Arts Education = Smarter Kids
March 11, 2007
Many parents, teachers and school administrators don’t seem to grasp the importance of the arts in the lives of young children and continue to vote in favor of cutting funds to arts-related programs in schools.
Little do they know that involvement in the arts has umpteen behavioral and psychological benefits that will (I think) not only make their kids smarter, but develop crucial social skills that will last them a lifetime.
According to the “Art. Ask for More.” national arts education public awareness campaign in the U.S., the arts:
- Teach kids to be more tolerant and open.
- Allow kids to express themselves creatively.
- Promote individuality, bolster self-confidence, and improve overall academic performance.
- Can help troubled youth, providing an alternative to delinquent behavior and truancy while providing an improved attitude towards school.
For the last 5 years, I have been involved in arts education in New York City via a non-profit organization known as the Bronx Arts Ensemble. When I had the time, I taught at as many as 6 different public schools a week, interacting with kids’ ranging from 5 to 16 years.
My job varied at each school. At one school, I may have been brought in to help create choreography for a play that a class was preparing, while at another, I was charged with introducing a certain dance style / technique (ballet, modern, jazz, salsa) to a group of students who had never before been exposed to dance (except in their living rooms, maybe).
We would meet anywhere we could find space. At most schools it was the stage in the school’s auditorium, however, at others the only room the kids and I could meet would be in their classroom. We would simply push aside their desks and try to move around in what space was left in the middle of the room.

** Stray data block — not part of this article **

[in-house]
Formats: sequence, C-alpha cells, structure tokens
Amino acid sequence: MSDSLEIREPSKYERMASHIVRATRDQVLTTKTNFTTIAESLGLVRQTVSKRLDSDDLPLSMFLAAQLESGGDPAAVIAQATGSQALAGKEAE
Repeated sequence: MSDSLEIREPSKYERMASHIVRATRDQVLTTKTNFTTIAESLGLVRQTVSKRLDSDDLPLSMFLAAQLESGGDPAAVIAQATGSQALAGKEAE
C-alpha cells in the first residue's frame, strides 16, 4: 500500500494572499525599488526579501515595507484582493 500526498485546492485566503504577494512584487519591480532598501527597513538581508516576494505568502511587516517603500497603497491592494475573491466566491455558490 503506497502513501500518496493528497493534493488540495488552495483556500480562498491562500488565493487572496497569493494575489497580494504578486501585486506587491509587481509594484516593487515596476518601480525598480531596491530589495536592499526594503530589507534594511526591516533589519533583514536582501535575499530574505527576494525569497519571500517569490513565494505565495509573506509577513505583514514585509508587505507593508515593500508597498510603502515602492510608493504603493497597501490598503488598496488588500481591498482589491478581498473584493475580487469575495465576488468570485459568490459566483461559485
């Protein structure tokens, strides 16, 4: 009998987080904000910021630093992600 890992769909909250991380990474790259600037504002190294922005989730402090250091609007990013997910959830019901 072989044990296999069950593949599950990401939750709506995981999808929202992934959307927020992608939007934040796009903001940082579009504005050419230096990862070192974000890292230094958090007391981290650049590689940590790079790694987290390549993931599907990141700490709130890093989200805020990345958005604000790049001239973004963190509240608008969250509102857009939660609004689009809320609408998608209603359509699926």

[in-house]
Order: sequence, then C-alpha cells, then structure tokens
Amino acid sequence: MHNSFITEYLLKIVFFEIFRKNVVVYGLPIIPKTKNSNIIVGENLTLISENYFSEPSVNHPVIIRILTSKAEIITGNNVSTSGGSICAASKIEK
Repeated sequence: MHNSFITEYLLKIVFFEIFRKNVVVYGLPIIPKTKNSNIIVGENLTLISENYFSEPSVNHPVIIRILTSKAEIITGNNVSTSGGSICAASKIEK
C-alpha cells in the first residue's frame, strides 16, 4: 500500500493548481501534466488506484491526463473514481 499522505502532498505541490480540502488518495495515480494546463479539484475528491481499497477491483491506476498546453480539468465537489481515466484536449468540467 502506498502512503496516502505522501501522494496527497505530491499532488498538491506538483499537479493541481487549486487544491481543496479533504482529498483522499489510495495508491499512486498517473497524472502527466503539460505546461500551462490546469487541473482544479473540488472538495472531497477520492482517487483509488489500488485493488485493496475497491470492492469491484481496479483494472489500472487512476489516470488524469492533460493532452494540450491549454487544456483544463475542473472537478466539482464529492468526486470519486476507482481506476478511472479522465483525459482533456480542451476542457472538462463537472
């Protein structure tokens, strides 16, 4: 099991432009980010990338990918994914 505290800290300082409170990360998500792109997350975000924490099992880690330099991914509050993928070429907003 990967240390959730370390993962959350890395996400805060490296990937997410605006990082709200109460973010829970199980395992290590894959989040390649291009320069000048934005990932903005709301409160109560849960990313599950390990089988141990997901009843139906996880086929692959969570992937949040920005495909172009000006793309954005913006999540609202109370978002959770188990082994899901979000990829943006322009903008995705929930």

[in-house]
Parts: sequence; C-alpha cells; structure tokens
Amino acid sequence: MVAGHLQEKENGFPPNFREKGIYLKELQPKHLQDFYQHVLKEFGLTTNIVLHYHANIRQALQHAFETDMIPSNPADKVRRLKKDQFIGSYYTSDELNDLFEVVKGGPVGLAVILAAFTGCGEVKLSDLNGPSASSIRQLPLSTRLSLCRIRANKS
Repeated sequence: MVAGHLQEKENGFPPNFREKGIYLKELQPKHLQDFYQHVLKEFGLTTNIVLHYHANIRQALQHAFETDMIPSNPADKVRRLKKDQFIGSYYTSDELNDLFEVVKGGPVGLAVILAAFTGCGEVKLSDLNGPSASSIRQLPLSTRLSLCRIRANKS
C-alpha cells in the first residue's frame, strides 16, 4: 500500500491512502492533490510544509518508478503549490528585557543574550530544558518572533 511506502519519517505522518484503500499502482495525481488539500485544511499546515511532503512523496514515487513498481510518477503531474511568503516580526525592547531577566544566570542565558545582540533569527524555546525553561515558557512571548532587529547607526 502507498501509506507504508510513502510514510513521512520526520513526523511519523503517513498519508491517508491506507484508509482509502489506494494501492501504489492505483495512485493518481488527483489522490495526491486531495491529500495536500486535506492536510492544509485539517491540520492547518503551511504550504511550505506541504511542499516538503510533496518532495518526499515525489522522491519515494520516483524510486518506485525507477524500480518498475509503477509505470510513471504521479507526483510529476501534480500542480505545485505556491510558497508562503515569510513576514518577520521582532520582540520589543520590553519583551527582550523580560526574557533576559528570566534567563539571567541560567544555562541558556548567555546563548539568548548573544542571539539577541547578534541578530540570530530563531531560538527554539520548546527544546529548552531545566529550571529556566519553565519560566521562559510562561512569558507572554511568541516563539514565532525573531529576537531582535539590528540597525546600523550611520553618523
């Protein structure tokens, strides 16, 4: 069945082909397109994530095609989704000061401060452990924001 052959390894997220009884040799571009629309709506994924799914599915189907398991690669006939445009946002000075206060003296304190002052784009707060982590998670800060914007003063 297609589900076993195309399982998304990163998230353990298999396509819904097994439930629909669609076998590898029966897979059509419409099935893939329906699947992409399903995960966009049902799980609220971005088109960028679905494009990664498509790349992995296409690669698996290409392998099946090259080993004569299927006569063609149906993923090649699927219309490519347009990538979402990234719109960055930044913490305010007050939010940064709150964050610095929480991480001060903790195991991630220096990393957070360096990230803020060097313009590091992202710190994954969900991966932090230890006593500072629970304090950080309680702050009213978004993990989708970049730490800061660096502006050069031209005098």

One school in particular, CES (Community Elementary School) 109, continues to and will always remain very dear to my heart. It was the very first school that I taught at and it is the only school that I still teach at today – I may be stupid busy, but I find it hard to give this one up.
This term, I’m preparing the kids from the after-school program at CES 109 (4 groups and grades in total; Kindergarten, 1st Grade, 2nd Grade and 3rd Grade) for their end-of-Spring Term Performance, an adapted version of the musical ‘Charlie and the Chocolate Factory.’ Each group’s dance is based on the story of one of the four other kids in the story who initially enter the factory with Charile.
My Kindergarten class will be performing to ‘Augustus Gloop’ (the gluttonous kid). Music by Danny Elfman – Charlie and the Chocolate Factory (2005)
My 1st Grade class will be performing to ‘Veruca Salt’ (the spoilt British girl). Music by Danny Elfman – Charlie and the Chocolate Factory (2005)
My 2nd Grade class will be performing to ‘Violent Beaulegard’ (the girl who loved to chew gum). Music by Danny Elfman – Charlie and the Chocolate Factory (2005)
My 3rd Grade class will be performing to ‘Mike TeeVee’ (the boy who loved t.v.). Music by Danny Elfman – Charlie and the Chocolate Factory (2005)
Here are two fun (super-short) clips of 2 of my classes in rehearsal.
Augustus Gloop by my adorable Kindergarten Class
Mike TeeVee by my uber talented 3rd Grade Class